They are Ponta Delgada to Me

All my trips to São Miguel include several days in Ponta Delgada. It’s not only the city where I was born and lived in for the first nine years of my life; it’s been a place to reconnect or get acquainted with family and friends on my mother’s side.

I still remember the long list of names she gave me the first time I went back for a visit. That was in 1984. Although she was not the one going back, the thought of me visiting her friends and family brought her happiness by proxy: her son, seeing all the people she missed and had not seen since she immigrated to Canada in 1968.

I was still a shy, young man at twenty-six, that first year back, but I made the effort to connect with everyone on her list. They all remembered me and my parents and I would sit in someone’s kitchen or living room for a while and listen to their stories or their reminiscence of those good old days when my family was living on the island and their lives intersected. “When will your parents come back to see us?” they would ask, and later, after my father had died, “When will your mother come visit?”

I didn’t visit the Azores again until the year 2000, and the people I had met before were now much older or, in some cases, already dead. During the last twenty years I have returned often, each time with a smaller list of names, but I always look forward to planning my Ponta Delgada days around these social visits. Without them, I would be simply a tourist walking around the old streets taking photographs of buildings and houses, including the house I grew up in which my parents sold. I never had the courage to knock on the door and ask the new owners if they’d let me have a look inside, for old times’ sake. Perhaps it’s been best this way, to let my memories of the house remain intact.

But it’s been a gift to be able to step inside the houses of these old relatives and friends and for a while feel like I am one of them again and not the outsider that I really am, coming all the way from Canada.

The list of people include mostly women. Beautiful women who are excited to see me, who wait in expectation of my punctual visit, for my mother got into the habit of calling them ahead and booking my timed visits. When I am in Ponta Delgada, I just show up at the agreed upon time. This schedule of visitations means that I have less time to explore the city on my own, but a stay in the city without these human connections would only be a cold and impersonal touristic experience.

The women smile for my camera as I always take a photograph of each one, “Uma lembrança para a minha mãe,” a souvenir for my mother, I tell them, but in reality, I take their picture for me, for my own remembrance of them.  It’s now close to four years since my last trip to the Azores and I hope that I will have another chance to see the same women before they’re eventually gone. But, if I am not given this chance, I will be content with my memory of people who always greeted me with a warmth and love I have rarely experienced elsewhere.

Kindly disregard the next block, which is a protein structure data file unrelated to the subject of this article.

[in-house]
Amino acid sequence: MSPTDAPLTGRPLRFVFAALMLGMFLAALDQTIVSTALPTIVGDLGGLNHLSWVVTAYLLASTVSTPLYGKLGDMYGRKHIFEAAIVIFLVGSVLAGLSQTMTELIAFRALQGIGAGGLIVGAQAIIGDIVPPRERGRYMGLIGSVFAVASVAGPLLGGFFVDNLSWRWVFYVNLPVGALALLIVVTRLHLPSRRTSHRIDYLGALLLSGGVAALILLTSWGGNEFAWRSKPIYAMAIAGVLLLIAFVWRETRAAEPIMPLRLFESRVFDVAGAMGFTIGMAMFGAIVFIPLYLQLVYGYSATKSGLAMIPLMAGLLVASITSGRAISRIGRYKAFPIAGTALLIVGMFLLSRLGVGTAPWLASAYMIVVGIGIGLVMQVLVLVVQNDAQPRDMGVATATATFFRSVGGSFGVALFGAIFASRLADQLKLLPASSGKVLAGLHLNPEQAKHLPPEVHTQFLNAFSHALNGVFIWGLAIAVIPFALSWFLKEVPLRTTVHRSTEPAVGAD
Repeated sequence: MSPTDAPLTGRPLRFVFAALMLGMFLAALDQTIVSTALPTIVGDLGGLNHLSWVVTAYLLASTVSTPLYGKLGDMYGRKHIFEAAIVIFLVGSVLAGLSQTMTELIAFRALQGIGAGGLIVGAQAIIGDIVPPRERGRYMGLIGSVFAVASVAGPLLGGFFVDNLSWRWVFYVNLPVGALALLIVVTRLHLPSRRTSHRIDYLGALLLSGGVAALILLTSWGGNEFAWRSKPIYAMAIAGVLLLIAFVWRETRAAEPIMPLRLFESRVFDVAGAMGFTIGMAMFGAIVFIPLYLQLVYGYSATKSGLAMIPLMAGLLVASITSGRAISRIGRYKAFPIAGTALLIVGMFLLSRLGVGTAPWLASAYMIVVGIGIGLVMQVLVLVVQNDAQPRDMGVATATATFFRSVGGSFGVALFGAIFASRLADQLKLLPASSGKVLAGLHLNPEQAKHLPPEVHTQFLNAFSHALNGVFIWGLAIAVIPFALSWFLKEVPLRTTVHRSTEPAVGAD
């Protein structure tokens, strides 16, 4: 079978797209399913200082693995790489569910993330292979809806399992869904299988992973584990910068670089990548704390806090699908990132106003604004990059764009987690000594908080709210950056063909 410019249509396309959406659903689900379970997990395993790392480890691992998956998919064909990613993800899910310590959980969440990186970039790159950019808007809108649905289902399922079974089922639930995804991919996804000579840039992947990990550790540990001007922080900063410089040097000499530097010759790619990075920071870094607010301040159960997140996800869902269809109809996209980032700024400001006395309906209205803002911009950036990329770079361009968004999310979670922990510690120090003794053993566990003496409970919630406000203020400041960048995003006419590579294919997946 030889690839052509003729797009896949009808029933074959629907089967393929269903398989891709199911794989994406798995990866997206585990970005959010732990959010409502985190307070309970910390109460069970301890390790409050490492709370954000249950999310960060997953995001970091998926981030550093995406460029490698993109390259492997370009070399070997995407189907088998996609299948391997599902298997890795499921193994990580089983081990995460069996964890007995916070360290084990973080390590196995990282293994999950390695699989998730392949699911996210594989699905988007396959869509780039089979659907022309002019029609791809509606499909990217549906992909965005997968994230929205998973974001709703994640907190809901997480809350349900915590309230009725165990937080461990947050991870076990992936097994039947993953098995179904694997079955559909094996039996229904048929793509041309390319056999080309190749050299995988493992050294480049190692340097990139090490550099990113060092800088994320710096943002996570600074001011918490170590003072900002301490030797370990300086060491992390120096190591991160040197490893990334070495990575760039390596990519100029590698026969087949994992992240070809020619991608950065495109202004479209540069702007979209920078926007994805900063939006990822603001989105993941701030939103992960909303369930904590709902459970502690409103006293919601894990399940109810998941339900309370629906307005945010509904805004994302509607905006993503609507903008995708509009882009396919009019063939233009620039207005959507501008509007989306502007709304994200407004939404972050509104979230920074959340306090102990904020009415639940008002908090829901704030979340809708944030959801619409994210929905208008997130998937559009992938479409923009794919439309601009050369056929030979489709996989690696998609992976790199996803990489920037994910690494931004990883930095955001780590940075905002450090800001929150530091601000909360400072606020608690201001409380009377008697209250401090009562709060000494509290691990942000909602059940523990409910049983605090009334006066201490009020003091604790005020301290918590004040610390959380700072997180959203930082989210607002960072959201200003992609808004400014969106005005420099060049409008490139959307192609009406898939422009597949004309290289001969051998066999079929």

They are Ponta Delgada to me. The city’s cobblestone streets, the architecture, the churches, the market, the gardens, everything, will be nothing more than a geographical space of interest to me and no longer a living memory without the delight of hearing “Olá, querido Emanuel!” as a door opens and I am greeted with a smiling face and extended arms.

These are photos taken during my 1984 visit of people who, with the exception of two, are now gone but who I still remember fondly.

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Achada on My Mind

It’s been four years since the last time I stood with the Atlantic on one side of me and Azorean earth on the other but the smile of contentment still lingers. 

I have stayed in Achada several times over the last two decades. Lately, my memory takes me back to this village in the district of Nordeste on the island of São Miguel at a time when travel has become complicated.

My father and his family were born and made their lives there until they moved to the city of Ponta Delgada for a while before later leaving for Canada. But there are still primas and primos who live in the village, some who had immigrated to Canada and then returned, and others who have never left the island.

My first few visits to Achada elicited an overwhelming emotional longing for a connection with my family’s past as I walked the streets and meandered down from the cliffs above to the beach coves below. I have explored the village and its surrounding countryside until its geography has become so familiar that I can anticipate what there is to see around the bend of a winding road.  Eventually, by the last couple of visits, it has felt like a coming home.